I’ve been illustrating covers for major science fiction, fantasy, and horror publishers for two decades, but after I won my first Hugo Award in 2012, I decided to start creating my own worlds and stories. In between cover jobs, something was building—I was inspired by the icons of the classic Mexican game of chance, Loteria, that I grew up playing with my family. So I started drawing. I’ve been producing very limited runs of the artworks as giant-sized art cards called “Loteria Grandes”—and it’s a joy to watch that fan base grow. What I didn’t know is that the pictures contained secrets and stories, and the more that I drew, the more they revealed themselves.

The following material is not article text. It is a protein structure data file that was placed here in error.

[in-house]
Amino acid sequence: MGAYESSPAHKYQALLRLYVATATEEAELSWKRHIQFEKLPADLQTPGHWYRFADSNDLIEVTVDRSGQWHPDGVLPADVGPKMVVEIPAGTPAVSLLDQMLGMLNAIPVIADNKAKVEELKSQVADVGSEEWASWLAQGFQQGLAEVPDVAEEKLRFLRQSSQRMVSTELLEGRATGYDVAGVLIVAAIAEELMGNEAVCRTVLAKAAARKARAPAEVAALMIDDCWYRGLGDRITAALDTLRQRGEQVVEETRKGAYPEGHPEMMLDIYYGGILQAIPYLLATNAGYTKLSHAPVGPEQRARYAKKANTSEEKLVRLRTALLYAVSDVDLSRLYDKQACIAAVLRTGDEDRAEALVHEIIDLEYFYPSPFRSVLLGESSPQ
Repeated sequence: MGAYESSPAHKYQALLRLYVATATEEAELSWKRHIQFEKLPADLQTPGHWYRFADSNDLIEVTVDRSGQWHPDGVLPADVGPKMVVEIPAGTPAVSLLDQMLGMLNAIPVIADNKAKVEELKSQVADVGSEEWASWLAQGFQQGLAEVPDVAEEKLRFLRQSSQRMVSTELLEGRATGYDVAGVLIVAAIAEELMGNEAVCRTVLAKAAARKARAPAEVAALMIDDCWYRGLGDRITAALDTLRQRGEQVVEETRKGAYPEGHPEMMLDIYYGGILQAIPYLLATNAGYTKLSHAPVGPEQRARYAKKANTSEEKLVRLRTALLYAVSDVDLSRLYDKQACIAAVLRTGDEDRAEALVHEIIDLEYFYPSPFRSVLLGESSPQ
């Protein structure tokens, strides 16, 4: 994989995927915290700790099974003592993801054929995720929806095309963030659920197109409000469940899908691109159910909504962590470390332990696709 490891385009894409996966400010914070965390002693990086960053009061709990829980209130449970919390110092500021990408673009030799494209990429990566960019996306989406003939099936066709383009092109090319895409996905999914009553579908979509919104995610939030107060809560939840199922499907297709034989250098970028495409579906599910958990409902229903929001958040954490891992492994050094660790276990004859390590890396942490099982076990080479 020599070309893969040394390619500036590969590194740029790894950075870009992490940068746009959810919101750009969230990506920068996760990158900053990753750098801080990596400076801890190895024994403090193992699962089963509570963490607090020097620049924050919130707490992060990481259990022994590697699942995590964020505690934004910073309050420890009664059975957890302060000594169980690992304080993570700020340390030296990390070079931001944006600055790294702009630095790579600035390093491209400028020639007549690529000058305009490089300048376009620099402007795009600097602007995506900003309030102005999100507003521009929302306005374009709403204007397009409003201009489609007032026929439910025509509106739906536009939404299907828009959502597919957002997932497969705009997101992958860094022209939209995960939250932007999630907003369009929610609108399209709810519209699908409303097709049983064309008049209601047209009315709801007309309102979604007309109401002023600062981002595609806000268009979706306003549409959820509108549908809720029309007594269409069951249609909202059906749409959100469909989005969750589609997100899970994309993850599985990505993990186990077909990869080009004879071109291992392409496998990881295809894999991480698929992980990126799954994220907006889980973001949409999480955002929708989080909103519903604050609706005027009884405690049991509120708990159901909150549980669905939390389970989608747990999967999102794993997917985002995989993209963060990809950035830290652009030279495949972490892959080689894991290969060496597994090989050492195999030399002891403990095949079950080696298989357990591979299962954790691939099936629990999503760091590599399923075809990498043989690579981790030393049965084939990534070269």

So I started writing them down.
Marvel Entertainment has released the first trailer for Black Panther, revealing the Afrofuturist awesomeness of Wakanda and introducing a badass cast of characters to join T’Challa (Chadwick Boseman).
The Door in the Hedge is a collection of four longish short stories, all reimaginations of fairytales, and first published in 1981. I must have first read it not long after that. Way back then, not many people were retelling fairytales, and the only other such book I’d come across was Angela Carter’s The Bloody Chamber. The Door in the Hedge isn’t that at all, and it’s interesting to think why not. They’re both unquestionably feminist reimaginations of the same kinds of European stories. But Carter was dragging her fairytales kicking and screaming and thrusting them bloody before us, while McKinley wants them still to be fairytales. Just… fairytales where the princesses have agency, where they are active and do things rather than having things done to them, but where they can still, after all, live happily ever after.